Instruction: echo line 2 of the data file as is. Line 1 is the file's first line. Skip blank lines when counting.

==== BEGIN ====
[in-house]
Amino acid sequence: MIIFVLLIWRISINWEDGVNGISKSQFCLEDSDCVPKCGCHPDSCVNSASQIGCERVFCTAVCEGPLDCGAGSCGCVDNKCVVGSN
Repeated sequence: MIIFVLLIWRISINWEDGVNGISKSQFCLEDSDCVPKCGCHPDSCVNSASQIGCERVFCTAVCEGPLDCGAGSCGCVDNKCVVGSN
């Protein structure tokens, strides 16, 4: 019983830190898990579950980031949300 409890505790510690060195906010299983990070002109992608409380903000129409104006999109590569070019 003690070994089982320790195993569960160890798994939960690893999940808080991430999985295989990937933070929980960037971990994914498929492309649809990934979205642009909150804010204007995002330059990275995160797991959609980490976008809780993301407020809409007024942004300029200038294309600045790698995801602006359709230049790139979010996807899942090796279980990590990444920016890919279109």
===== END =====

Amino acid sequence: MIIFVLLIWRISINWEDGVNGISKSQFCLEDSDCVPKCGCHPDSCVNSASQIGCERVFCTAVCEGPLDCGAGSCGCVDNKCVVGSN